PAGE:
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Jewish Journal

The Art of Giving

by Rob Eshman

January 2, 2003 | 7:00 pm

Call me short-sighted and atavistic, but I believe one of the most encouraging bits of news I heard last week was the decision by the Los Angeles County Museum of Art to suspend its renovation.

The bad news is Los Angeles will have to wait indefinitely to have a splashier namesake art museum, a Getty-by-the-Tar Pits. The good news is the major donors, many of whom are Jewish, now might be swayed to move some of that museum money over into other communal needs.

Just over one year ago, the museum unveiled a bold plan to overhaul and expand the Wilshire Boulevard institution, according to an architectural design by Rem Koolhaas of Rotterdam, the Netherlands. The renovation, which would have involved a downstairs plaza and redesigned upstairs galleries under a tent-like roof, was expected to cost upwards of $400 million.

This is not to take joy in LACMA's disappointment. I am all in favor of visionary new buildings -- that's one of the benefits of living in a great city -- and I am very much pro-LACMA. I've spent many hours there, meandering through the galleries, attending special programs, concerts and screenings.

Not long ago, I wandered off through an upstairs gallery and came face to face with Magritte's "Le Trahaison des Images," the renowned image of a pipe with, "Ceci n'est pas un pipe," (This is not a pipe) inscribed below. Anywhere else, I would have fought crowds for a glance at the landmark work. At LACMA, there it was, with no hoopla, no line, just great art.

That has always been my experience at the museum, so I was among those who questioned why donors, along with L.A. taxpayers through last November's ballot Measure A, needed to cough up close to a half-billion dollars to renew buildings that were, at most, 37 years old.

Evidently, I wasn't alone. As the economy wended its way south, people smarter and far, far wealthier than myself came to the same conclusion. I am speaking of the people in a position to make a lead gift to the museum project of $5 million-$50 million. It wasn't that their portfolios dipped below the poverty line, just that they came to the assessment that the crowd of donors behind them had shrunk, along with the Dow.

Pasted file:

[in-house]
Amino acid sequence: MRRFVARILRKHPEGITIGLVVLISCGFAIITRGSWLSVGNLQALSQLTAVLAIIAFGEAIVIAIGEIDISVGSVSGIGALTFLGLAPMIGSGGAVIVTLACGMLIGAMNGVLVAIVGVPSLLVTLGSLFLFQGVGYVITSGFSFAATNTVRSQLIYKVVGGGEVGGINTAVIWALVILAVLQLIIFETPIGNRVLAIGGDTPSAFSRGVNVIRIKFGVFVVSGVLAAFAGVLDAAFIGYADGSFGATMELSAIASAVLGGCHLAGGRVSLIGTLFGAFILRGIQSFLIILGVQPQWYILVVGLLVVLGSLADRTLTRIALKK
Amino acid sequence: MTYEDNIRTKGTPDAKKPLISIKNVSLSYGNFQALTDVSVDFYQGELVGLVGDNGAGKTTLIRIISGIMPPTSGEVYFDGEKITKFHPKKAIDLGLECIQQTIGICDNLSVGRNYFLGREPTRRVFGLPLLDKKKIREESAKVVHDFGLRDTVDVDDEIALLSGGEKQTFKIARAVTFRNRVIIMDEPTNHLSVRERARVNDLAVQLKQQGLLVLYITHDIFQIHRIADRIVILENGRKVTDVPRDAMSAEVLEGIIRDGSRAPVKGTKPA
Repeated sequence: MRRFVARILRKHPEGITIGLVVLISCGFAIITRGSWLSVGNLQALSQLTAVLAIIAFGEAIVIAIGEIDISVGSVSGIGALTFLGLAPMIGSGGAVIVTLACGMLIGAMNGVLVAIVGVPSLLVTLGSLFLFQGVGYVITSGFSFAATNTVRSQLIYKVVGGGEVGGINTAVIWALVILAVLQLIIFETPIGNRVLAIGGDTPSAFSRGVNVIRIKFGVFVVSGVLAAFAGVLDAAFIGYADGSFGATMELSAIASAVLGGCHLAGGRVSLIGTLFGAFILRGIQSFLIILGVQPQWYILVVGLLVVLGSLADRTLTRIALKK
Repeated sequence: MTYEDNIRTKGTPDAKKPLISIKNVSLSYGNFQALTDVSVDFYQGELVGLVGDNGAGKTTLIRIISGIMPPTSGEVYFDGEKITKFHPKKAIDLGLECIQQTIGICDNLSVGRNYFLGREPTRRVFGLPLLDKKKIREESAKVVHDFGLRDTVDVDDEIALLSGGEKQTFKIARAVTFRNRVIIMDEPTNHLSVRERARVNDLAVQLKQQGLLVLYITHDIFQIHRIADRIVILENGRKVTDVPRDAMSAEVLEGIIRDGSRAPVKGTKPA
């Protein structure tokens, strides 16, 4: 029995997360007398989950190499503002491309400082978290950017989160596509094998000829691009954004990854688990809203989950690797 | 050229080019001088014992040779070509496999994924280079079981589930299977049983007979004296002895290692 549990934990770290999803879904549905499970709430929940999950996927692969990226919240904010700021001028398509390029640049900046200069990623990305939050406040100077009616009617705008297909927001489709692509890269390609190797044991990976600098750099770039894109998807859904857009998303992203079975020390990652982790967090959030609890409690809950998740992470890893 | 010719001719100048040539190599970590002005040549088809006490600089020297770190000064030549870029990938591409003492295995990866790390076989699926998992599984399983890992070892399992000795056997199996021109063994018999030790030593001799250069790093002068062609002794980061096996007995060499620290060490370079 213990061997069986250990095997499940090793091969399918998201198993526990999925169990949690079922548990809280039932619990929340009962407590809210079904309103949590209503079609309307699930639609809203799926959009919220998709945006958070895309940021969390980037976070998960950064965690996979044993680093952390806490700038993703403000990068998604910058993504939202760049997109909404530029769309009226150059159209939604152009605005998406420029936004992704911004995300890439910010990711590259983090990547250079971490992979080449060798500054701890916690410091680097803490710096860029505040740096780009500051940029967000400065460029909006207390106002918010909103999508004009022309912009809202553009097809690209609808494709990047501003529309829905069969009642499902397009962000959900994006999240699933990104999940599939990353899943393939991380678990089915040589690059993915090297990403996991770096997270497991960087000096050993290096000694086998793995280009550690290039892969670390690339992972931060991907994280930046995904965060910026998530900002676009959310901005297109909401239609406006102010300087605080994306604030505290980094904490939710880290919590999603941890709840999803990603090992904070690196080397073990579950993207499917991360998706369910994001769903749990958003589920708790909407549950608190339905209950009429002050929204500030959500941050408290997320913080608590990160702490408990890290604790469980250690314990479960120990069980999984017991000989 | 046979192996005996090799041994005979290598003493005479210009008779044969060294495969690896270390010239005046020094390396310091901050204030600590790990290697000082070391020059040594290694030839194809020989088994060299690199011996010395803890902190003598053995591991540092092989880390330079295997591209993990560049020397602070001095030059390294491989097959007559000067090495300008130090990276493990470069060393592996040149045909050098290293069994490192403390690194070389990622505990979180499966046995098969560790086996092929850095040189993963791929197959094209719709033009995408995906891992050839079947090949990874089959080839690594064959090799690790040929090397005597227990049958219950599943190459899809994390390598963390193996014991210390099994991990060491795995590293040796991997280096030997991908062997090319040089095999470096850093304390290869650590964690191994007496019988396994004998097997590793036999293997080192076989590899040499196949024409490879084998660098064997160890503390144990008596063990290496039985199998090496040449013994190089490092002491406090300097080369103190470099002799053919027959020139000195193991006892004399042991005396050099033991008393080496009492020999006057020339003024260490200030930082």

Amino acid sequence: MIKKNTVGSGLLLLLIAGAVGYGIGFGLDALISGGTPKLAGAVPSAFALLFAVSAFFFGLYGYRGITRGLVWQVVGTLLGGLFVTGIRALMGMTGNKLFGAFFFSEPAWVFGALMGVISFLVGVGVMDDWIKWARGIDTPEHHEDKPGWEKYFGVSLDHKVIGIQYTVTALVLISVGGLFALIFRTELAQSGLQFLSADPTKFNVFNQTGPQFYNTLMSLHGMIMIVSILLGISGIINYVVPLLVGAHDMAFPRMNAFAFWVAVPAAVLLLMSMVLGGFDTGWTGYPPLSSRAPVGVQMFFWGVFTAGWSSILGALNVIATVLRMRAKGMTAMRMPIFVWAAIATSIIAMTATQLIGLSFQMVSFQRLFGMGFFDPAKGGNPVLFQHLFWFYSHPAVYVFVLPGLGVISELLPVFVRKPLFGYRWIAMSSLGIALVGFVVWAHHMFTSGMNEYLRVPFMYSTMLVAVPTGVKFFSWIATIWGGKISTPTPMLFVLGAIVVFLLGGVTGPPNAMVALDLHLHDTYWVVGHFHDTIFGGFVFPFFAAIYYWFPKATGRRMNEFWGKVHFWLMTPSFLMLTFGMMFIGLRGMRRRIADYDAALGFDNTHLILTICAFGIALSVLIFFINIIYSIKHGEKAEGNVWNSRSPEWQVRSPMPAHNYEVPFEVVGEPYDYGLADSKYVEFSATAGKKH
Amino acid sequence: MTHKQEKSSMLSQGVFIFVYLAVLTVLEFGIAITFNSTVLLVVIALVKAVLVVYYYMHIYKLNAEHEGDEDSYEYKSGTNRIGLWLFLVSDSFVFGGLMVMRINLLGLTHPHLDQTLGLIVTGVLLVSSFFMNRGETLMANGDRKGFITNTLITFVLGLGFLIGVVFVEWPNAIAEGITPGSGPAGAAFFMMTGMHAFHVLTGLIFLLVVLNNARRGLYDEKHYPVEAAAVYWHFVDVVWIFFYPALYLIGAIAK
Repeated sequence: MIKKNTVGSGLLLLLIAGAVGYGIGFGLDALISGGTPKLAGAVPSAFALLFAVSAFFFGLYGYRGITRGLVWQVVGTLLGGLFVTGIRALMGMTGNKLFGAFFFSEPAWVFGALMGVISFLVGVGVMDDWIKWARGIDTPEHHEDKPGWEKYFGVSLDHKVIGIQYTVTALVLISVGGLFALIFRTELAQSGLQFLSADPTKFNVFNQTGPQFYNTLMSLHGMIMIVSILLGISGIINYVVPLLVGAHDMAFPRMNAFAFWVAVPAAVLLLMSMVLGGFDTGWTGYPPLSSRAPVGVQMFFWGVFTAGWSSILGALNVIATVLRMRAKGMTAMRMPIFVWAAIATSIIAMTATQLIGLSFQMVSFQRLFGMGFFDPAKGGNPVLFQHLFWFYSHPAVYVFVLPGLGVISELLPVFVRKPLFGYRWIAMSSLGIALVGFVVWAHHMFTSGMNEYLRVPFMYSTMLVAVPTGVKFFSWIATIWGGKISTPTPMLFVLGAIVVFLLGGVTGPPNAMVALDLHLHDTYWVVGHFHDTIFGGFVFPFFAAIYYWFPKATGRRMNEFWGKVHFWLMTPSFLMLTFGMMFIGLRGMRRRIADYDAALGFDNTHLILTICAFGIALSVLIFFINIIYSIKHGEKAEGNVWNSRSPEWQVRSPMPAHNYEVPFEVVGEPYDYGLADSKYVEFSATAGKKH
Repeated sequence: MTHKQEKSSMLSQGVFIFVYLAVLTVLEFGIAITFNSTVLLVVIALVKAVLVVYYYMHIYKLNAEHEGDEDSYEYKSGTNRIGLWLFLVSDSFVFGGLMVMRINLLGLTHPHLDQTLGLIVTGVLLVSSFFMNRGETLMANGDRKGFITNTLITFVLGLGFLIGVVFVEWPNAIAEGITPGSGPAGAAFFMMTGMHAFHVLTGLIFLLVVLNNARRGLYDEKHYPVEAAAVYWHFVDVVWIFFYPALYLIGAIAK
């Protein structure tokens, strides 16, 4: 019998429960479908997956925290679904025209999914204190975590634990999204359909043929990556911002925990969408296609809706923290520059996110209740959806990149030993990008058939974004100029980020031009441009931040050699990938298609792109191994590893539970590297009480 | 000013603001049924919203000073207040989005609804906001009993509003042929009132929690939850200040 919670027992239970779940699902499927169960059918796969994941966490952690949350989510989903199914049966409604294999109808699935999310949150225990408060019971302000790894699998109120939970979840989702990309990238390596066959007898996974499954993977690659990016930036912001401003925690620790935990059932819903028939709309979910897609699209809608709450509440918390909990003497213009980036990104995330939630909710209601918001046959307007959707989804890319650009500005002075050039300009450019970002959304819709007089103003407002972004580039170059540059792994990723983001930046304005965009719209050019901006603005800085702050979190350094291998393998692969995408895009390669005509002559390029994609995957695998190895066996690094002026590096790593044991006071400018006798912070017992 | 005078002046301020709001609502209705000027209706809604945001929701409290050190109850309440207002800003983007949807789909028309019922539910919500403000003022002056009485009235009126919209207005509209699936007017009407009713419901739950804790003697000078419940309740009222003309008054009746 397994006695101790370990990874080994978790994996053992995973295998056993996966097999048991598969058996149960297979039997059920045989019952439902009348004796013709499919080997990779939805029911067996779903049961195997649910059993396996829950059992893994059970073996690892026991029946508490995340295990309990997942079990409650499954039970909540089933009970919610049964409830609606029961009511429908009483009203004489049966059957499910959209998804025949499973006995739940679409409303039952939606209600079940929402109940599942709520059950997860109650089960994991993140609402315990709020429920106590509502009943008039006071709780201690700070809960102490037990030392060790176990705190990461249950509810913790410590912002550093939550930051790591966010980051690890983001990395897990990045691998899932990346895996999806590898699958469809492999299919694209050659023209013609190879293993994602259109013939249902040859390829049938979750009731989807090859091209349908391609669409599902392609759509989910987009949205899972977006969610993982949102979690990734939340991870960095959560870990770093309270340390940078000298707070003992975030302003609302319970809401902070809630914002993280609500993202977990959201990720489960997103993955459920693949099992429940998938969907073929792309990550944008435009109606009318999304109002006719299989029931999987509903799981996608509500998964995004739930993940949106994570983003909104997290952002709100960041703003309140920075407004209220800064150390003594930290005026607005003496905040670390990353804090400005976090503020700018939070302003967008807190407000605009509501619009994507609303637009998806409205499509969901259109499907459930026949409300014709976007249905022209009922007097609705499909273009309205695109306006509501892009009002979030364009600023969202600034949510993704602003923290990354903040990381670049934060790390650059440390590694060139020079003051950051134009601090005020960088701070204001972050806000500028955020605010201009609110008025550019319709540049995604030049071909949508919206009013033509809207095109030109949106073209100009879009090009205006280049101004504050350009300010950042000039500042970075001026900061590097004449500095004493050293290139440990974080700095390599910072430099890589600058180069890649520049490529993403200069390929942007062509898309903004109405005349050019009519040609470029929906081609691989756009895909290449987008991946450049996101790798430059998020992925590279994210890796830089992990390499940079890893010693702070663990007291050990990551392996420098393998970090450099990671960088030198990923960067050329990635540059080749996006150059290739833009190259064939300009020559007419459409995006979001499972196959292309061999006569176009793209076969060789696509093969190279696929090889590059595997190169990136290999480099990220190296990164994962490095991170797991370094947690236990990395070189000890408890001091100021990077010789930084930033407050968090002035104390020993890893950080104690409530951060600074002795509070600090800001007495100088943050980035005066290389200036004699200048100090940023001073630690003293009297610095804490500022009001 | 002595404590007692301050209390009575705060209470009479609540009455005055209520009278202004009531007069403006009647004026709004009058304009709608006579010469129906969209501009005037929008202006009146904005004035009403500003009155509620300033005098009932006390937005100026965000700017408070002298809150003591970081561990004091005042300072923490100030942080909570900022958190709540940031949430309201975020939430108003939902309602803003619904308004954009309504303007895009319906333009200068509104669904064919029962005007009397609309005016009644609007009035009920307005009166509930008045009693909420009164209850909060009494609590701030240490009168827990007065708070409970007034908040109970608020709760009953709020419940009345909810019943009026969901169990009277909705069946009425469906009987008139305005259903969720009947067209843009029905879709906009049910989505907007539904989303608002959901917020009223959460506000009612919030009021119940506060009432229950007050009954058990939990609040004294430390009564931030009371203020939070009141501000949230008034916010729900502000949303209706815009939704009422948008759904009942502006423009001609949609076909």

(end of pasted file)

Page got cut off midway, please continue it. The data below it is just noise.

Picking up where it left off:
But if LACMA's big plans have disappeared for now, much of the money that was eager to back it hasn't. And the fact is, many of LACMA's potential lead donors are Jewish. That's hardly surprising. The art world in Los Angeles has been funded by Jewish Angelenos out of all proportion to their numbers in this city.

Jewish artists escaping Nazi persecution invigorated the postwar art scene. Jewish donors, looking to take a place among the non-Jewish elite and committed to creating a cultural center, contributed large sums to everything from the UCLA Hammer Museum to the Norton Simon to MOCA to the Music Center to the new Disney Concert Hall.

And LACMA.

But with the Koolhaas expansion on hold, is it right to hope that the millions of Jewish donor dollars ready to fund that project could now flow elsewhere? Are our Jewish leaders scanning the list of LACMA donors and preparing their appeals? I hope so.

I hope so, because I can think of several areas where millions would make a big difference in our part of the L.A. community.

Take health and human services. Facing state and federal budget cuts, agencies that reach out to elderly or indigent Jews and non-Jews will need significant increases in private donations over the coming year. Otherwise, the people who suffer most in a weak economy will suffer even more.

Then there's Jewish Community Centers. As Marc Ballon reported last week, the system that serves as a gateway for so many into Jewish life is in dire need of fixing. The Westside JCC, which serves a middle-class and immigrant community, could rebuild and flourish with a lot less than $300 million. JCC services in less populated Jewish areas and new campuses in growing areas can ensure a steady flow of new families and new energy into L.A. Jewish life for decades to come.

Jewish camps, religious schools and day schools are other effective ways of promoting meaningful values and traditions for the next generation, but these institutions are becoming unaffordable to an increasing number of families. Other cities have far-reaching scholarship programs for Jewish schools and camps, often started by just one donor. We need it, too.

These are just a few examples of places where the Jewish community could greatly benefit from the kind of largesse slated for LACMA. Smart money goes where it's most needed. If a half-billion dollar, tent-covered museum were a pressing necessity, it would be under construction this very moment. Now it's time for advocates to make their pitch that, while a museum's expansion can be put on indefinite hold, Jewish communal needs can't be.

All of us, big and small donors alike, speak of the importance of Jewish community. But unless we give -- give as much as possible -- what we end up with is, like Magritte's pipe, not real community, but only its unreal image.

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